Bangladesh's Zia released from jail

Former prime minister is released on bail after more than a year in custody.

    Khaleda Zia's release bail could still be quashed
    by the supreme court [Reuters]

     

    The military-backed government, which took power in January 2007 following months of political violence,  moved to bail Khaleda Zia after diplomats, analysts and civil society leaders said that elections - due in December - could not be considered credible if she remained behind bars because her party would boycott and try to thwart it.

    Elections due

    Both Khaleda Zia and her rival, Sheikh Hasina, another former prime minister, along with about 170 politicians were arrested in the government's anti-corruption drive.

    Hasina, who was released on parole, is currently in the US for medical treatment. She is expected to return home in October before a firm date for the December elections is announced and campaigning starts.

    Both women deny any wrongdoing and have accused the interim government of harassing politicians.

    The two women lead the country's biggest political parties, with the Bangladesh Nationalist Party (BNP), headed by Khaleda Zia, and the Awami League, headed by Hasina.

    Between them they ruled Bangladesh alternately for 15 years to October 2006.

    Over the past two months, more than 50 of the detained political leaders, including former ministers and Tareque Rahman, Khaleda Zia's son and her political heir, have been freed on bail so they can contest the upcoming elections.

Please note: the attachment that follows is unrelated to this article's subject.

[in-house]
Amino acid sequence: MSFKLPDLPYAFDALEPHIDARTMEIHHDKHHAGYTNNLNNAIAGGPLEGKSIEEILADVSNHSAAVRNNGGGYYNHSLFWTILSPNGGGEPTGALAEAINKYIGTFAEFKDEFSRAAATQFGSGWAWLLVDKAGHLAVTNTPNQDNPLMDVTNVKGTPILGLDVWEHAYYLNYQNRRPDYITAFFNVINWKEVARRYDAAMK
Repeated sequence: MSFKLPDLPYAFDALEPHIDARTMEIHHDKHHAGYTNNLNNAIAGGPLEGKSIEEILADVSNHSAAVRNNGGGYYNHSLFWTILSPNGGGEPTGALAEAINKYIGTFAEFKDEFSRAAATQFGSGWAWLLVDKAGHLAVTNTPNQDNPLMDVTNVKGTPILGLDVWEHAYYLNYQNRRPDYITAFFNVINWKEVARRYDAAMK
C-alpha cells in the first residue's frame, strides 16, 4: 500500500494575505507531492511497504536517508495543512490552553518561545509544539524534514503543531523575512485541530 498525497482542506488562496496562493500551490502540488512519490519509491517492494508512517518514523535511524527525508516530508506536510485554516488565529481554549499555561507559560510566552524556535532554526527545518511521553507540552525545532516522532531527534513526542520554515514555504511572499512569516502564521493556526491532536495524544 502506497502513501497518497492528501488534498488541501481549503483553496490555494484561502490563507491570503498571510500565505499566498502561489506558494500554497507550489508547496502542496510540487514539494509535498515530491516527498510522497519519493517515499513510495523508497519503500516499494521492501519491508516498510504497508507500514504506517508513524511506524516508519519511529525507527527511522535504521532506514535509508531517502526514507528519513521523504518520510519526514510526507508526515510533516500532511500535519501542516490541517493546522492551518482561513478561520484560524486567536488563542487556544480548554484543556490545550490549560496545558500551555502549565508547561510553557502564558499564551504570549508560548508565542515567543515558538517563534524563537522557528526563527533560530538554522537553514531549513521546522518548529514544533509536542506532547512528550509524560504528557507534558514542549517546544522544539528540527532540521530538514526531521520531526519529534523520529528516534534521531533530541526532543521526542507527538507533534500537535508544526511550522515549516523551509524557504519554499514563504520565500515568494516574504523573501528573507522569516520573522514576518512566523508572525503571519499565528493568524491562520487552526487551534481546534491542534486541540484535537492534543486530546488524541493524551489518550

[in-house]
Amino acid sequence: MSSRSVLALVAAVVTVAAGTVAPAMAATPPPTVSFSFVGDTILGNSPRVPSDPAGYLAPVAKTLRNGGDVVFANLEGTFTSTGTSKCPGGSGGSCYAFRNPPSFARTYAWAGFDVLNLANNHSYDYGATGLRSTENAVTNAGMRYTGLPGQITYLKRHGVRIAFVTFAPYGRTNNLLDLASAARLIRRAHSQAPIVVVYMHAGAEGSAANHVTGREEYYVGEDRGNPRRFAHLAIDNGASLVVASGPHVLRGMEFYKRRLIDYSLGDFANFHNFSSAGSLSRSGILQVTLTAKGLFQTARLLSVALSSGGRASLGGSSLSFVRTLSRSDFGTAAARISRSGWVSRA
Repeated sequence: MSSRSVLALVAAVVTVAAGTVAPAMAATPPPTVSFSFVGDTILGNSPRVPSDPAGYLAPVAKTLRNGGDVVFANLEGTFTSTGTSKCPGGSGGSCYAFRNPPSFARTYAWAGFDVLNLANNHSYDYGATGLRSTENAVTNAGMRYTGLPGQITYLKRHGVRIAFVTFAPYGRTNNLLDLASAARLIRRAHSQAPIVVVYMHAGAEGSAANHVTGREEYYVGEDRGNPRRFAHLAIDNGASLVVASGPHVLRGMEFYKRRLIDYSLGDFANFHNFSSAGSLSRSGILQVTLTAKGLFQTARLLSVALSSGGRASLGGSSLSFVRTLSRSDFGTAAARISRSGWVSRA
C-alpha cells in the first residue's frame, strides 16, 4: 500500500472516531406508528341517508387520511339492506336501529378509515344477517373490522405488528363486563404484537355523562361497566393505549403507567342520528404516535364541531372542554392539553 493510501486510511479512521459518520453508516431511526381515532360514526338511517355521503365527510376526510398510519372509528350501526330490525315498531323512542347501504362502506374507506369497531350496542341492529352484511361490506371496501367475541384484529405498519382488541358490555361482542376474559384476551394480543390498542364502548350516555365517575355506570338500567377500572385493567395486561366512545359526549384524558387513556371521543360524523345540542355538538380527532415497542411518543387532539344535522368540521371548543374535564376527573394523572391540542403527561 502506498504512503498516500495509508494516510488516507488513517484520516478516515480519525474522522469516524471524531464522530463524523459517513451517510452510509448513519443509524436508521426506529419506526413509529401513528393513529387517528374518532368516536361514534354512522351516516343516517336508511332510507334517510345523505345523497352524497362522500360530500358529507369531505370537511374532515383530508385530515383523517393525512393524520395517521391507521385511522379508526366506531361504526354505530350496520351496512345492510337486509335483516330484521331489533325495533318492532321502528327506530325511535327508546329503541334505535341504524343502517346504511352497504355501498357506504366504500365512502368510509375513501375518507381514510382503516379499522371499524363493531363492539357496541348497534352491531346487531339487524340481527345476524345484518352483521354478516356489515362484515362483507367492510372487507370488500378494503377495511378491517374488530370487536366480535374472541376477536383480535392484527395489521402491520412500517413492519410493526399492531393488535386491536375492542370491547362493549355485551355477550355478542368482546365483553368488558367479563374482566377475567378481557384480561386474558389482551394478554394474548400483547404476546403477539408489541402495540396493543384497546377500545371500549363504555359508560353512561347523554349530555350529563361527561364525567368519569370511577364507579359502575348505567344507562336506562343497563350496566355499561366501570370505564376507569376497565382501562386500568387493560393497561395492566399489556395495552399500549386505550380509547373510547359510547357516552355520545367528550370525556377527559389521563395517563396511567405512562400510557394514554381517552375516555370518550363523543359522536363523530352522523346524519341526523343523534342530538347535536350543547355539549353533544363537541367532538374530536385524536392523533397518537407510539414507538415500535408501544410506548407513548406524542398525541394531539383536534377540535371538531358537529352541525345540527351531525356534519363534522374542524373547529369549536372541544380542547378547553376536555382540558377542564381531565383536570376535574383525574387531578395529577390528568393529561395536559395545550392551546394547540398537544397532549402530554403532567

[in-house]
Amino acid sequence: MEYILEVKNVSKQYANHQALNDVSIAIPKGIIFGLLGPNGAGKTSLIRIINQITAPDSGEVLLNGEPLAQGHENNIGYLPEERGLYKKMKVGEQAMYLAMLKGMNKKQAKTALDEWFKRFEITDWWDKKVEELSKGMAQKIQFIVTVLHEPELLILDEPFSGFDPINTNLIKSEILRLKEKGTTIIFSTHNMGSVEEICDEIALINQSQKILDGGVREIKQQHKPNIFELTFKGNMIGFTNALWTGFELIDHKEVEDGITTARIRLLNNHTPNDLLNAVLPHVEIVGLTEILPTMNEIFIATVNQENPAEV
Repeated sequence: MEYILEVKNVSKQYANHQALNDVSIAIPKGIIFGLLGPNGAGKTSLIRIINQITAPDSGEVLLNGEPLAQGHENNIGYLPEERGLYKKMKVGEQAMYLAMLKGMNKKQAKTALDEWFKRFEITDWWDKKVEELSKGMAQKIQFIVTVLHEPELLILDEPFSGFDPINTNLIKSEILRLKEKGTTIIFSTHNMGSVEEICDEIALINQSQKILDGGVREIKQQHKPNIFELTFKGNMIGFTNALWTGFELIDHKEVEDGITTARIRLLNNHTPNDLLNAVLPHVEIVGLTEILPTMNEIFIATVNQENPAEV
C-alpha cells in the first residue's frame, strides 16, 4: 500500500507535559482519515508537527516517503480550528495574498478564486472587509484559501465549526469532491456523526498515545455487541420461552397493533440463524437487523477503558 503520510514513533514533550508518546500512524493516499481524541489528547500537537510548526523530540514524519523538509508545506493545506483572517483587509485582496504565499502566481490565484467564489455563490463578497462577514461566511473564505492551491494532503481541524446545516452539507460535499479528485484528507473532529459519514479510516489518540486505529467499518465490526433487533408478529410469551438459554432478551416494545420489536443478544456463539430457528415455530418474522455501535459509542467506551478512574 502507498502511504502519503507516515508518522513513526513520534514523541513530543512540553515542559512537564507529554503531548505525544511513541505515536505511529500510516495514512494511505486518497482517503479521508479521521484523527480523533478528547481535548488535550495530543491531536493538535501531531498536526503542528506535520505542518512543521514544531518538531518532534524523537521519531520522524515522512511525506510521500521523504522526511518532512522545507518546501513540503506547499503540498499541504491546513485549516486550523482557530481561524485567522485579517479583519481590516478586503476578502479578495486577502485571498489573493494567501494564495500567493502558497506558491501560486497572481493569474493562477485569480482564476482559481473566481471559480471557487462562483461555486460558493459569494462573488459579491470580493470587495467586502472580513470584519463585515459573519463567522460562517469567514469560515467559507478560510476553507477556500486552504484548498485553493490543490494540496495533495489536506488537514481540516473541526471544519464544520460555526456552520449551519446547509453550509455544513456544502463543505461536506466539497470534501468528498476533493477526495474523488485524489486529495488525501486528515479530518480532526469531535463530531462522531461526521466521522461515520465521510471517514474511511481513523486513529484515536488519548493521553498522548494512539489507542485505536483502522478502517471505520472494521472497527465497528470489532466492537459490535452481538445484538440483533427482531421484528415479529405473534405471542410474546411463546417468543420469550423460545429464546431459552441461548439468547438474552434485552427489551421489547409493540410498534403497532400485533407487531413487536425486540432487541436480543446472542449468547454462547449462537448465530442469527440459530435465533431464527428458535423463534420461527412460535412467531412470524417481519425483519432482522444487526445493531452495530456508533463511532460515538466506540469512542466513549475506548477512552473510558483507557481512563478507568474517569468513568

SOURCE: Agencies


    YOU MIGHT ALSO LIKE

    'We will cut your throats': The anatomy of Greece's lynch mobs

    The brutality of Greece's racist lynch mobs

    With anti-migrant violence hitting a fever pitch, victims ask why Greek authorities have carried out so few arrests.

    The rise of Pakistan's 'burger' generation

    The rise of Pakistan's 'burger' generation

    How a homegrown burger joint pioneered a food revolution and decades later gave a young, politicised class its identity.

    From Cameroon to US-Mexico border: 'We saw corpses along the way'

    'We saw corpses along the way'

    Kombo Yannick is one of the many African asylum seekers braving the longer Latin America route to the US.